The annual Academy Awards ceremony is now synonymous with the pinnacle of Hollywood’s success. And, it’s ceremonious history leaves a rich mark on Los Angeles’ landscape. In 1929, the cornered Roosevelt Hotel, with a rich history of housing Hollywood elite, saw the very first ceremony in the form of a dinner. This first show occurred back before the name “Oscars” was ever added. That year, the 1927 war drama, Wings, took Best Picture. And from that point forward, the Academy Awards changed venues multiple times. Spanning from 1930 to 1943, the venue alternated between the still-standing Biltmore Hotel in downtown Los Angeles and the Ambassador Hotel in Koreatown — a landmark that was demolished in 2005. The latter venue was the infamous site of Robert F. Kennedy’s 1968 assassination. A public school complex, known as Robert F. Kennedy Community Schools, now stands in its place. The Pantages Theatre in Hollywood hosted the show through the fifties, followed by the Santa Monica Civic Auditorium in Santa Monica for the better part of the sixties. From 1998 until 2001, the Dorothy Chandler Pavilion in downtown Los Angeles shared the duty with the Shrine Auditorium, located near USC.
Though all these venues are significant to Hollywood’s history in their own right, none of them were designed and constructed with the Academy Awards in mind — that is, until, the Dolby. The theater broke ground in 1997 and cost a total of $94 million to build. David Rockwell, of the Rockwell group, worked with Theater Projects Consultants, specifically with the idea that the Academy Awards would be held there, to create a grandiose space that would bring to life the magnitude of the ceremony itself.
“It had to be glamorous and beautiful, which we believe it is,” Bob Rehme, former president of the Academy, told Variety at the time. “We wanted it designed to hold a live TV show, with a permanent main camera position. It had to have a large stage, like the Shrine or Radio City Music Hall. And it had to have a very large orchestra pit that could hold 75 musicians — no Broadway show has that big an orchestra.”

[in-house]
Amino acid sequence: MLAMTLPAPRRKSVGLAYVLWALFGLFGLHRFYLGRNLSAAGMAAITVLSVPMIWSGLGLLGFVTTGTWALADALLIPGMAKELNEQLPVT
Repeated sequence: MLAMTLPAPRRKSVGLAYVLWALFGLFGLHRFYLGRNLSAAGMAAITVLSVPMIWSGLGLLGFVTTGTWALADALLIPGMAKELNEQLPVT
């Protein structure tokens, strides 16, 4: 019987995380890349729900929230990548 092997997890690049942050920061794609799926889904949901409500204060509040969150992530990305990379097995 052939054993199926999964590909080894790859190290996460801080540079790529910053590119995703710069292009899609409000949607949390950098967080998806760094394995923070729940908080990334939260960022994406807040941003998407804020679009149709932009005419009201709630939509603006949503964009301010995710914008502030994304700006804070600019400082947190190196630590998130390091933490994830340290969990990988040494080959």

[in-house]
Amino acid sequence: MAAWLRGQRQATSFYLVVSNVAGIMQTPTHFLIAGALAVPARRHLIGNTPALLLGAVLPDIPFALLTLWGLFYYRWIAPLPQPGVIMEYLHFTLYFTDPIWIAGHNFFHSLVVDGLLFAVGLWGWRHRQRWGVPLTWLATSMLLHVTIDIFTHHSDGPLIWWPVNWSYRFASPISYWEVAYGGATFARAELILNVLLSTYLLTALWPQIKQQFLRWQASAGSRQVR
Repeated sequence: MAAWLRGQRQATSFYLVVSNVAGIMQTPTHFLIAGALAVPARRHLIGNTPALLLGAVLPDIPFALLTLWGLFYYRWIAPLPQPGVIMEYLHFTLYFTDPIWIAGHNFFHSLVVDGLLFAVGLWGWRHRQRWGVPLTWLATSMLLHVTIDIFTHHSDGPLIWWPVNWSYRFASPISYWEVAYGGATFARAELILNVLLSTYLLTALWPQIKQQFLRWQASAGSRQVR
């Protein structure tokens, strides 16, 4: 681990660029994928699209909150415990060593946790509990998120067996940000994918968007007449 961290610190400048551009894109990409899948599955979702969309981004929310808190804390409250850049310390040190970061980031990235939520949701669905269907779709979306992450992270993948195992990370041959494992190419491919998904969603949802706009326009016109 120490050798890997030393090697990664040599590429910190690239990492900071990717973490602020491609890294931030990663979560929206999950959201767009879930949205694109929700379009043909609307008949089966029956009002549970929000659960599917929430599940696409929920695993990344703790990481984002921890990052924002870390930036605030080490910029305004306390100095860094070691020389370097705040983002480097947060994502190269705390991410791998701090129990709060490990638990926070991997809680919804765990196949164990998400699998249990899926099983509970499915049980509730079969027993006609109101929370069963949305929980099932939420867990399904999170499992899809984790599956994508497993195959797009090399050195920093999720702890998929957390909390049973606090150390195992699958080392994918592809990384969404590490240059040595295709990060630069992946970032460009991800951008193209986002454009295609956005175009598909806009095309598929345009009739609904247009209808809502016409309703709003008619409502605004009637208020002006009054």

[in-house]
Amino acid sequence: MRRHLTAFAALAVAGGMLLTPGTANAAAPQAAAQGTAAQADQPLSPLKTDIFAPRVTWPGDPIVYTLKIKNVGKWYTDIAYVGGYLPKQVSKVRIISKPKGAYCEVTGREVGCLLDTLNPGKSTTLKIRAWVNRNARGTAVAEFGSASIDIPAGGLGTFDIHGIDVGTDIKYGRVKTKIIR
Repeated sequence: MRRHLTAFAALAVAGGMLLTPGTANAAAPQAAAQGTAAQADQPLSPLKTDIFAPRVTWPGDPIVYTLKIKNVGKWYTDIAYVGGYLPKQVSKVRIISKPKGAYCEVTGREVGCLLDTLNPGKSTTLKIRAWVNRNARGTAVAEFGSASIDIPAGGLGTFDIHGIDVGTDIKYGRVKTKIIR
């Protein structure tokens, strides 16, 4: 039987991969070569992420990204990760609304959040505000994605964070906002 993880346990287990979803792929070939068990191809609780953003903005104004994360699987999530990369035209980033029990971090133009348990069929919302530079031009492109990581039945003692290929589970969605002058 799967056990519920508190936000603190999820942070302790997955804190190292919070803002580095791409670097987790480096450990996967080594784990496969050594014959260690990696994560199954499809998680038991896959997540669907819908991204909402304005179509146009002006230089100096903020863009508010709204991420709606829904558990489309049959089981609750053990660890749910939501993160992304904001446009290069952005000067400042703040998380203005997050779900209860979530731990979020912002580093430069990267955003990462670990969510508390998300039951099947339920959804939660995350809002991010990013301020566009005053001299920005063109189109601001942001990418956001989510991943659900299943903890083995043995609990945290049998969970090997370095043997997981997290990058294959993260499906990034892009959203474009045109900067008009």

That orchestra rehearses each year just down the street at the iconic Capitol Studios Tower. In past years, the musicians actually played live from Capitol, while fiber optic lines that ran from Capitol to the Dolby piped in the sound.
Other considerations when building the theater included a large ballroom (catered exclusively by Wolfgang Puck’s company), hidden cords that ran underground and through pillars, convenient seating for nominees and a walkway for the show’s magnificent arrivals. A grand staircase, adorned with red carpet, makes for a majestic entrance, while columns feature the names of previous Best Picture winners.
The 3,400-seat theater officially opened on November 9, 2001, and would host its first Academy Awards in March 2002. Whoopi Goldberg hosted and A Beautiful Mind won Best Picture. Back then, it was called the Kodak Theatre, as the Eastman Kodak Company signed on for a 20-year deal in which they paid for naming rights. In 2012, Kodak filed for bankruptcy and was allowed out of that deal. Audio company, Dolby Laboratories stepped in and signed a deal for naming rights for 20 years, also committing to a routine upgrade to the sound system. At that time, the Academy of Motion Pictures Arts and Sciences also signed a contract with CIM Group, who owns the complex in which the theater is located, keeping the show in the venue until at least 2033, according to the Hollywood Reporter.
Los Angeles Mayor, Eric Garcetti, then an L.A. city councilmember, said, “I’m thrilled that the Oscars are staying right where they belong — in Hollywood.”
When it’s not time for the Oscars, the theater hosts a variety of concerts and performances. Guided walking tours of the theater are offered daily from 10:30 a.m. to 4 p.m., every 30 minutes, though not when the Academy Awards are happening, of course.